This is the seventh part of an ongoing series about building a low cost, open source streaming internet radio. If you haven’t already, check out the previous parts (see the links at the end of this article) for some background about the project.
In part six, we used OpenWrt’s UNIX-style shell commands to interface with mpd, the music player daemon, and redirect song and stream information to our ASUS WL-520gU wireless router’s serial port. In this part, we’ll use a Sparkfun 16×2 LCD display and a handful of other components to build an LCD status display for the radio.
The Atmel AVR Microcontroller:
After much thought, I decided to use an Atmel ATmega168 AVR microcontroller to drive the display. I realize that this raises the technical level of this project significantly, but I have been wanting to feature an AVR project on the site and this is a great opportunity. The truth is that an Arduino would work just as well and it shouldn’t be too difficult to port this program to an Arduino sketch. (The Arduino is built with the same ATmega168 microcontroller, after all.) If anyone does this, let me know and I’ll post a link to your version of the display.
If you’re an AVR veteran, you can skip over this part and straight to the bill of materials below.
If you are new to the AVR, don’t be intimidated. There are a number of tutorials online to help you learn how to use this inexpensive and powerful microcontroller. I recommend starting with this one or maybe this one, but see my note about AVR MacPack below if you’re using a Mac. If you’ve never programmed in C before, you’ll have an additional hurdle to get over, although for this project you won’t need any actual knowledge of programming or C to burn the code to the AVR and get things working.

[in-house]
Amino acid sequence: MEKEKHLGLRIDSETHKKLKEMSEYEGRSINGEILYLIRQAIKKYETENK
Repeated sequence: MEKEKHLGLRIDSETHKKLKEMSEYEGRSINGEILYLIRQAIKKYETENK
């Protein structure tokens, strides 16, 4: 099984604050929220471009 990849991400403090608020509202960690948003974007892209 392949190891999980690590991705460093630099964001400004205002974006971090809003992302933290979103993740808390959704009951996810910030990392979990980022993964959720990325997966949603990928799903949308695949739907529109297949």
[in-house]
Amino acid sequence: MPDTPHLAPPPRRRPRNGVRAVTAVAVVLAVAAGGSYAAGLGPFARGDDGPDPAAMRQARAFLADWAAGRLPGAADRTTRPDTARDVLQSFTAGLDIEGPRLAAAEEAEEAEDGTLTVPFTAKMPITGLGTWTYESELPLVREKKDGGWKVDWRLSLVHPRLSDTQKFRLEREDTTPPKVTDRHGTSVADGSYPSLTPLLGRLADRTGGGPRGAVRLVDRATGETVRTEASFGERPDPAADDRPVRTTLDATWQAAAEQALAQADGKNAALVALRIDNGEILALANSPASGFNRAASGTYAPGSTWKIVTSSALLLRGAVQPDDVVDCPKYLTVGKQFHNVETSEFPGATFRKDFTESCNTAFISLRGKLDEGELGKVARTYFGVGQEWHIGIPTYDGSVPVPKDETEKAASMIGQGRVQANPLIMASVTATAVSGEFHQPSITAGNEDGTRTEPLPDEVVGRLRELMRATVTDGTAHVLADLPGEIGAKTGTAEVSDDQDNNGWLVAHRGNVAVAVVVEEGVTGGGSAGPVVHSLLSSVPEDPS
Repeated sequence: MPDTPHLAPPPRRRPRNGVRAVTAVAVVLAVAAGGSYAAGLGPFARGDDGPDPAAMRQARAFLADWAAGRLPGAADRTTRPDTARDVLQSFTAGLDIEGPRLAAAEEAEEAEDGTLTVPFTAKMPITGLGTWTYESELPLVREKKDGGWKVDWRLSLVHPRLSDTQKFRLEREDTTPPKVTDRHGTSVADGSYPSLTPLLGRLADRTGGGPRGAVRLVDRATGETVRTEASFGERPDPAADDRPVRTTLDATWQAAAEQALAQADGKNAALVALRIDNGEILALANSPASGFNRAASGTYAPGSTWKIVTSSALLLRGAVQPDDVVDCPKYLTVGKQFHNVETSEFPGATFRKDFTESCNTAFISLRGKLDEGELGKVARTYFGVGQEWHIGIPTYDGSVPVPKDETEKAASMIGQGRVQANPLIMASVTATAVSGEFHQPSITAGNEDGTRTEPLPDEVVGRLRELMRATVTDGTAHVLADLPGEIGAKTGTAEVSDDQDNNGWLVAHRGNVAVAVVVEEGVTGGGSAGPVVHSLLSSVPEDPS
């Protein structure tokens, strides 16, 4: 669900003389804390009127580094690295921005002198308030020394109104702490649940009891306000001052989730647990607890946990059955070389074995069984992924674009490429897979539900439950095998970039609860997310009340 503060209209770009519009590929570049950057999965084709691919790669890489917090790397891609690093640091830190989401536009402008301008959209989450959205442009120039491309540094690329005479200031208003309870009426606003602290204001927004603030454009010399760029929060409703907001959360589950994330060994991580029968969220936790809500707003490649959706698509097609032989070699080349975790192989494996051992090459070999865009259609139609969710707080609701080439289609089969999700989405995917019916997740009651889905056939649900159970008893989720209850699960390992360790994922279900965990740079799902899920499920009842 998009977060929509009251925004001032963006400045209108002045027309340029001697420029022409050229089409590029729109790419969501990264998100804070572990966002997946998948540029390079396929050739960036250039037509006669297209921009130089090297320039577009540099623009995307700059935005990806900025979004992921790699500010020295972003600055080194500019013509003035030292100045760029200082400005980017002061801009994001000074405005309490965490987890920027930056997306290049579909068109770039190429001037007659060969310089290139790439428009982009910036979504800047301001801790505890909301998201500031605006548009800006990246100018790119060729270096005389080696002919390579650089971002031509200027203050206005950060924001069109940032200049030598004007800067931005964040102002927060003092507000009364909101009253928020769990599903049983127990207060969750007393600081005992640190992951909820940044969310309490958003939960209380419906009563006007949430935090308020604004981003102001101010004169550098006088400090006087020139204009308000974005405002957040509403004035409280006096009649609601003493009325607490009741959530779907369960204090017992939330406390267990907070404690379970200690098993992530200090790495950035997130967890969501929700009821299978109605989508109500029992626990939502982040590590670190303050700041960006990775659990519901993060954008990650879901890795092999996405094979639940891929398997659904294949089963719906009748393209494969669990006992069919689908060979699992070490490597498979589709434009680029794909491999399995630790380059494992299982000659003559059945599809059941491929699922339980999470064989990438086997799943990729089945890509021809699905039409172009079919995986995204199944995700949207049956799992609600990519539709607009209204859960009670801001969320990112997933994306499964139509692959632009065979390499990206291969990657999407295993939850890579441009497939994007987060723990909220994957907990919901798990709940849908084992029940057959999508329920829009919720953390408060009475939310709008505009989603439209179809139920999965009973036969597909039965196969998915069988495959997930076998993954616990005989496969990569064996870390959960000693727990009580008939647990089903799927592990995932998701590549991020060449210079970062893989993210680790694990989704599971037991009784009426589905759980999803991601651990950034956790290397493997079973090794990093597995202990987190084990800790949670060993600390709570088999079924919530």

You will need to install some software to work with the AVR, I recommend:
- AVR MacPack for OS X (the Adafruit tutorial recommends OSX-AVR, use this instead)
- WinAVR for Windows
I recommend following a tutorial or two and getting a simple blinking LED example working on your AVR before building the LCD display. That way you can be sure your programmer, development environment, breadboard, etc are working first.
Building the display:
Bill of Materials:
You will need:
- one A-B USB cable (the kind with one flat and one square end)
- an AVR programmer, such as the Adafruit USBTinyISP
- an Atmel ATmega168 AVR microcontroller
- a working AVR development suite or at least a way to get a .hex file onto an AVR (see above)
- an LCD display like this fancy LED backlit Sparkfun 16×2 Character STN
- a solderless breadboard, like this one (comes with precut wires!) or this one.
- a 4-pin female 0.1″ header, this breakaway header is handy.
- two 22pF ceramic capacitors, rated >6V (mine are 25V)
- a 0.1uF capacitor, rated >6V
- a 10 Ohm resistor
- for contrast adjustment, a small 1k or 10k potentiometer
- a few feet of 20 to 24 gauge solid hookup wire
also nice, but not required:
- a Sparkfun ISP breakout board to simplify connecting the programmer to the breadboard
- a normally-open pushbutton switch to reset the circuit
You can download the source code and compiled .hex file here.
Special thanks to Peter Fleury for his excellent LCD library, which saved me from reinventing the wheel! He also has another page about interfacing LCD displays to an AVR.
For more detail: Building a Wifi Radio – Part 7, Building an LCD Display